Ben R. Williams for the Martinsville (Va.) Bulletin:
The reason that the coal industry is in trouble isn’t solely because of government regulations; it’s largely because the free market is turning away from coal.
The Pittsburgh Post-Gazette recently ran an interesting op-ed from David Schlissel of the Institute for Energy Economics and Financial Analysis. The piece was titled “Coal will not recover: Falling prices for other fuels, not regulation, is what’s killing coal.”
As recently as 10 years ago, Schlissel writes, coal-fired power plants provided half of America’s power needs. Today, the number is closer to 30 percent, and it’s falling rapidly.
Sure, there are federal regulations that require coal-fired power plants to undergo costly upgrades. But one would think that if coal has a bright future, as the industry so often claims, the owners of these plants would be willing to pay for these upgrades.
But instead, many plant owners are unwilling to upgrade because it just doesn’t make financial sense for the future. Even in states like Texas, one of our nation’s biggest electricity markets, coal plants are on the verge of closure because they can no longer compete with alternative fuel sources, such as natural gas, wind and solar.
Regarding wind and solar, the conventional wisdom has long been that they are nice ideas, but they’re too expensive to be workable. However, that’s changing rapidly. According to Schlissel, since 2009, wind prices have fallen from more than $60 per megawatt-hour to less than $30. That puts pressure on market prices, and it makes coal-fired electricity seem less and less financially viable, particularly when one considers that coal must be laboriously mined from the earth while the sun and wind come to us free of charge.
Obviously, coal isn’t going to disappear tomorrow. But Schlissel argues that the end is inevitable, not avoidable, and it’s hard to argue with the evidence he presents in the full piece.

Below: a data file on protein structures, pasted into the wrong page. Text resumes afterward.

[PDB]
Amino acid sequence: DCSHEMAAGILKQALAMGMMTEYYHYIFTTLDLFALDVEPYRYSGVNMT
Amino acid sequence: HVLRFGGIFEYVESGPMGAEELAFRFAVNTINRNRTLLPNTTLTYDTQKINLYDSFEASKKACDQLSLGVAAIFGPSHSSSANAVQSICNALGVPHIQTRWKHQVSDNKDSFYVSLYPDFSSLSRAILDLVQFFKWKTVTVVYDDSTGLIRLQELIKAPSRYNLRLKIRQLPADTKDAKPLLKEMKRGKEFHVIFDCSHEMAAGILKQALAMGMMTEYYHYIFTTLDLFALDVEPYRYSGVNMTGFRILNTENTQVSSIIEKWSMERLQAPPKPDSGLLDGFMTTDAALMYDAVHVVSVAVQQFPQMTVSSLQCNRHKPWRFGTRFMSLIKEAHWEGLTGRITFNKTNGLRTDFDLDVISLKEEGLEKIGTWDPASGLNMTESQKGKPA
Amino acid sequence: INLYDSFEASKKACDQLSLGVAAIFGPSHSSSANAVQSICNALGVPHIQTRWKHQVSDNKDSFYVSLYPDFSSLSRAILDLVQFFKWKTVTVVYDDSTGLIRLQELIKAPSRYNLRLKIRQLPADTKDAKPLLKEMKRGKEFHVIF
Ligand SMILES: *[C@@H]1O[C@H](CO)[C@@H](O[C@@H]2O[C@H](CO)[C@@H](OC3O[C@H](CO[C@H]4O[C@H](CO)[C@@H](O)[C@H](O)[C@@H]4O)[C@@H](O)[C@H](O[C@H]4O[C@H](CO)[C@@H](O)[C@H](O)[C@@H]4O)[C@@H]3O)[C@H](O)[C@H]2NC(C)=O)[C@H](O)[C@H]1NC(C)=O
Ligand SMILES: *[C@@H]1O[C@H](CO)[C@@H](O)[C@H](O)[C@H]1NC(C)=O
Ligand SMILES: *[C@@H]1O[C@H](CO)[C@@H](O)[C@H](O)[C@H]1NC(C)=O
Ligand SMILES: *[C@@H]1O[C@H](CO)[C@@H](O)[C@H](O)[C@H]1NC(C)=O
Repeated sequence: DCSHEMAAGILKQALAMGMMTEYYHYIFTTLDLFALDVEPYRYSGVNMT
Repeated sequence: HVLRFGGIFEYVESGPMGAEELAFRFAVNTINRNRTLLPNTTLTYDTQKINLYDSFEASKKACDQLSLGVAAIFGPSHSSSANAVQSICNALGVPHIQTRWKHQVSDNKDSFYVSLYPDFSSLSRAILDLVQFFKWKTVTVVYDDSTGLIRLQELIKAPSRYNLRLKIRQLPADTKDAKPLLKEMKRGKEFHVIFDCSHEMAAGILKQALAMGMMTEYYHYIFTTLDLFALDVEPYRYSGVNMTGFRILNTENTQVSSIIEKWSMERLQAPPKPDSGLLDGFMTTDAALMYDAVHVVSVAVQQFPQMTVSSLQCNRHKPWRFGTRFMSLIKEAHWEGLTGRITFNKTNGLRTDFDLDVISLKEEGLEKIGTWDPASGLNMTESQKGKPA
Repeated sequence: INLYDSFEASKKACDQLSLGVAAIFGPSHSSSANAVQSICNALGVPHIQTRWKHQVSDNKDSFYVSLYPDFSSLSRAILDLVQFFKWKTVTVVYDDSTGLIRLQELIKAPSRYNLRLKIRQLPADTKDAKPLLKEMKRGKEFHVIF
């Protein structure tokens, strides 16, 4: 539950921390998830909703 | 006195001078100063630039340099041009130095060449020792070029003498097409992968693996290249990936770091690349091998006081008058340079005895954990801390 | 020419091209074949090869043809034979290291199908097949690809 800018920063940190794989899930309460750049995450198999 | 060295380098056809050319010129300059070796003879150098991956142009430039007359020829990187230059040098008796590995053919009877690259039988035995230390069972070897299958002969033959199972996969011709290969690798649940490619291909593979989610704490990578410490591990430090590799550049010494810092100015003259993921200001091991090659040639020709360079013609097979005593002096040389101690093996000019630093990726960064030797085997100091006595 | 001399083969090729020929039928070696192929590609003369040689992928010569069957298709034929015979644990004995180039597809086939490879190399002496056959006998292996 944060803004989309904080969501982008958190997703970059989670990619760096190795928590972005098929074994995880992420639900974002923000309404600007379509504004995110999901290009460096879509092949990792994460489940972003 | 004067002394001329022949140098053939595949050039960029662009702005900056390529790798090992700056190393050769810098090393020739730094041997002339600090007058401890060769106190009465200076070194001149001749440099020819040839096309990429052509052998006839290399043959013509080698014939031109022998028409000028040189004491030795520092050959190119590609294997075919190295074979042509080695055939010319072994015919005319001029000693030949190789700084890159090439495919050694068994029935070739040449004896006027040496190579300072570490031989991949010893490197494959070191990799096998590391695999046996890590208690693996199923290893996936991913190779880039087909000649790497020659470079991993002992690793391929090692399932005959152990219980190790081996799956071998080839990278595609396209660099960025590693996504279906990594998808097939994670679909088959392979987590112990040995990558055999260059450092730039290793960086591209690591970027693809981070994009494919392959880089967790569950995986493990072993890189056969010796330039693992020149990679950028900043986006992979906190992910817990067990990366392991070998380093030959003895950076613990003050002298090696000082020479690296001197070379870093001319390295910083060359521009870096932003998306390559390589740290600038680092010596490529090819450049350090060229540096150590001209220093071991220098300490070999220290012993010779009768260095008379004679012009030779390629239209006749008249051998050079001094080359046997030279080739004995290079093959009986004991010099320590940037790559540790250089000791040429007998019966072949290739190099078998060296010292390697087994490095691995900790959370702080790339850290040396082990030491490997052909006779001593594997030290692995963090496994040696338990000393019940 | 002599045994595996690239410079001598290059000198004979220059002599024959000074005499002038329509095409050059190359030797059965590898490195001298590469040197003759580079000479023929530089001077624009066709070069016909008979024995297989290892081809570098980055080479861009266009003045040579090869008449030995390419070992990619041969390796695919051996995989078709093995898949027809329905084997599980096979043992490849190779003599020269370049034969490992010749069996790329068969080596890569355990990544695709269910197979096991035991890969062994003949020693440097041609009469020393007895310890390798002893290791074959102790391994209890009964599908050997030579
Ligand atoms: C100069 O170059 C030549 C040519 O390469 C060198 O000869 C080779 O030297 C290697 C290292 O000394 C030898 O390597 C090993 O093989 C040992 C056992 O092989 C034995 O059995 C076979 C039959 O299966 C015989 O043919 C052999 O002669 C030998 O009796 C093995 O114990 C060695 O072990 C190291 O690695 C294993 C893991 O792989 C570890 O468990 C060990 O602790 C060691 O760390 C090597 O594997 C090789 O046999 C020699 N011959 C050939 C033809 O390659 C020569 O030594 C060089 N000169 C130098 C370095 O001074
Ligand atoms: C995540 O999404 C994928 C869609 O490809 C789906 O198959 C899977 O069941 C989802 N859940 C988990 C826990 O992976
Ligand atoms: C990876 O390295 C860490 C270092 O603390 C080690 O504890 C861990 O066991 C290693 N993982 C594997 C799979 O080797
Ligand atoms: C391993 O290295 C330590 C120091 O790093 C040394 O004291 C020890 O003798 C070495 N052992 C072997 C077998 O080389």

I understand why this is upsetting news. I’ve been to West Virginia. I have seen the ruined towns left in the wake of closed mines, towns that look like they were transplanted from a third world country. I understand that there are families that have worked in the industry for generations, and it is deeply unfair that their largest local employers are shrinking and shutting down.
But at the risk of sounding glib, when the American free market turned away from whale oil, did politicians blame the government’s overly strict whaling regulations?(In fairness, politicians in the late 19th century probably did just that, but it didn’t save the whaling industry.)
If we view the coal industry as a sinking ship, then we are left with two options: We can continue bailing it out, or we can work to put the crew on a new ship. We can train coal miners for other occupations, even energy-related occupations, such as natural gas, wind and solar.
Our focus should be on making sure that people have jobs and that the U.S. has the energy it needs, rather than getting hung up on where that energy is coming from. Whether the power is generated by coal, hydro, solar, wind, or a hamster on a wheel, the result is the same when you flip on the light switch.
Full column: We should be providing jobs, not saving industries